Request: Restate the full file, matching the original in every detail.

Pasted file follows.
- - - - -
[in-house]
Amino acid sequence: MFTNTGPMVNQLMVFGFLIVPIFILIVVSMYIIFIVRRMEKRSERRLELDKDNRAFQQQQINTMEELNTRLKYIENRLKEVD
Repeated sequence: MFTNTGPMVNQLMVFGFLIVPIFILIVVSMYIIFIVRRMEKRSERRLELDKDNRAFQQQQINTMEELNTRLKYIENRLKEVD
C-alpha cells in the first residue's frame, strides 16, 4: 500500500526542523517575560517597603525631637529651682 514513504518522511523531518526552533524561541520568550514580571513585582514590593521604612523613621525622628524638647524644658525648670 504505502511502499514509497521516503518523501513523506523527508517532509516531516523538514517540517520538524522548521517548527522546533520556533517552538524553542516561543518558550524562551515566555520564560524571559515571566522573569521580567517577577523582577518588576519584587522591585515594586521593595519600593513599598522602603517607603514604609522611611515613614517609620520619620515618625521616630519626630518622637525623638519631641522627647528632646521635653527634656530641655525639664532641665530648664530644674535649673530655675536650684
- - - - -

[in-house]
Amino acid sequence: MFTNTGPMVNQLMVFGFLIVPIFILIVVSMYIIFIVRRMEKRSERRLELDKDNRAFQQQQINTMEELNTRLKYIENRLKEVD
Repeated sequence: MFTNTGPMVNQLMVFGFLIVPIFILIVVSMYIIFIVRRMEKRSERRLELDKDNRAFQQQQINTMEELNTRLKYIENRLKEVD
C-alpha cells in the first residue's frame, strides 16, 4: 500500500526542523517575560517597603525631637529651682 514513504518522511523531518526552533524561541520568550514580571513585582514590593521604612523613621525622628524638647524644658525648670 504505502511502499514509497521516503518523501513523506523527508517532509516531516523538514517540517520538524522548521517548527522546533520556533517552538524553542516561543518558550524562551515566555520564560524571559515571566522573569521580567517577577523582577518588576519584587522591585515594586521593595519600593513599598522602603517607603514604609522611611515613614517609620520619620515618625521616630519626630518622637525623638519631641522627647528632646521635653527634656530641655525639664532641665530648664530644674535649673530655675536650684